Riding in the back of the ambulance was crazy. I was grateful for the peace I felt, and so thankful for the wonderful EMT who helped me feel so calm.  He seriously did a great job.  He gave Krew oxygen, checked his stats, called the ER, and talked to me about the weather so that I could keep my mind off of what was happening.  

The next few hours were spent in the ER, with monitors, medicines, and lots of holding my very sleepy (totally out of it) little boy.  The diagnosis was croup and an ear infection (which the ER doctor said were quite rare together), which caused his fever to spike quickly, which in turn caused the seizure.  We were "lucky" enough to be at the ER, in what we were told was one of the busiest nights anyone there could remember, but we were still well taken care of, especially by the ER doctor, who even offered to call Bart on the phone and explain to him what was going on, and told him in much more accurate terms than I would have been able to.  We decided that it was most likely simply a febrile seizure, and so were going to simply watch his condition rather than doing a bunch of extra, painful tests.   After several hours, Krew finally woke up enough to watch Doc McStuffins on my iPad, drink some water, and smile a bit.  So, they let us go home.  

I didn't sleep much that night.  I kept reliving those few terrifying moments, plus I was still worried about how sick he was, and since I was worried, I decided to let him sleep in my bed with me, which happened to be a twin size bed, and he happens to move a lot in his sleep.  But, he slept surprisingly well, and I actually cherish those hours, snuggled so close to my sick son, knowing that my closeness was all that I could give him to make him feel better that night, but also knowing that sometimes a mother's closeness can mean everything.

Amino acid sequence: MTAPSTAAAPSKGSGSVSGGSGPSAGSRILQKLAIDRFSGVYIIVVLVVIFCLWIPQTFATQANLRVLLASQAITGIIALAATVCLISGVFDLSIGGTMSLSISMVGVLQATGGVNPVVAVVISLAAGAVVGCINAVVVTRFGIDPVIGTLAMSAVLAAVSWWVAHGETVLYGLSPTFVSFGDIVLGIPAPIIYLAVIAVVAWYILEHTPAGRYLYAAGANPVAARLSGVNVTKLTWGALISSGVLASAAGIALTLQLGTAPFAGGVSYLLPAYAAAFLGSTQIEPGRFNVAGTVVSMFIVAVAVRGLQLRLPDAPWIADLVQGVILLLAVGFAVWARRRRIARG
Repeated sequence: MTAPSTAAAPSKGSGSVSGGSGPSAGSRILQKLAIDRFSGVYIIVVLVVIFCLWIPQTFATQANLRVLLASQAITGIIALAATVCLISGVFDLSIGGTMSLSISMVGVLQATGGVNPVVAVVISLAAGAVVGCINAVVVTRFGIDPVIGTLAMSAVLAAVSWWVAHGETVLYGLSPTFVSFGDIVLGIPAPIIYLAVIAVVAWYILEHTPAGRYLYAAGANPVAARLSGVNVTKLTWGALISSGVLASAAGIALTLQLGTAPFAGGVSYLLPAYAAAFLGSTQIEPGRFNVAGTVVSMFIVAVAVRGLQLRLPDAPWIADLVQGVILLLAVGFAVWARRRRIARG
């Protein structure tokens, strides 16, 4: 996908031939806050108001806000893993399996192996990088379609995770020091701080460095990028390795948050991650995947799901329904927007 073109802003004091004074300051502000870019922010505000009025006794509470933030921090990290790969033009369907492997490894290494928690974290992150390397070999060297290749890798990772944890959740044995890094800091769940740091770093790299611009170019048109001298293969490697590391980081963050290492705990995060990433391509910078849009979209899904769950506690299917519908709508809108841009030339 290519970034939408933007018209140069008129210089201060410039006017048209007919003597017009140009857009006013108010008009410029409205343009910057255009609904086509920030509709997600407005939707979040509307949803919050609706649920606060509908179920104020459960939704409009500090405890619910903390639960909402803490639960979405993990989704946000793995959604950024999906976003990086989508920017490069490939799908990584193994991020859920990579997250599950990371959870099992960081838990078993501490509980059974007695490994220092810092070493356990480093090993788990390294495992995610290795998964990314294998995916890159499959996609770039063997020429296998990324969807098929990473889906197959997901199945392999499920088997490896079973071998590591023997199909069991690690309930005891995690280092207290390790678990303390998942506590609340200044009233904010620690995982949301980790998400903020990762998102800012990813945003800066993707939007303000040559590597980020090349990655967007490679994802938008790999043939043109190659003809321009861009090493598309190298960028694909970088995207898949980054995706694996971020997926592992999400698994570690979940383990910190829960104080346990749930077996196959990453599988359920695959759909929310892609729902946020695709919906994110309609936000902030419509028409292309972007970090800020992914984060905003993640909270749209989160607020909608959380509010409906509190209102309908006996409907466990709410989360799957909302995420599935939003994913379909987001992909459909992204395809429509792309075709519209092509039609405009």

1 comment:

Becky and Jeff said...

I know exactly how you felt. last winter when we were living at my mom's house CJ had the same thing happen to him. He had medicine in him and at exactly at the 6 hour mark the medicine wore off and his fever spiked, had a seizure and then stopped breathing. I froze and didn't know what to do. My mom yelled for my dad to call 911 and I simply told my mom "I don't know what to do" while crying at the same time. I knew CPR but you never know what you are going to do in that moment. My mom took over and gave him one breath and jostiled him a little and he started to breath, seconds later an emt showed up that happened to live next door to my mom. It was the scariest and worst moment of my life. He ended up having the flu. I am so glad Krew is ok!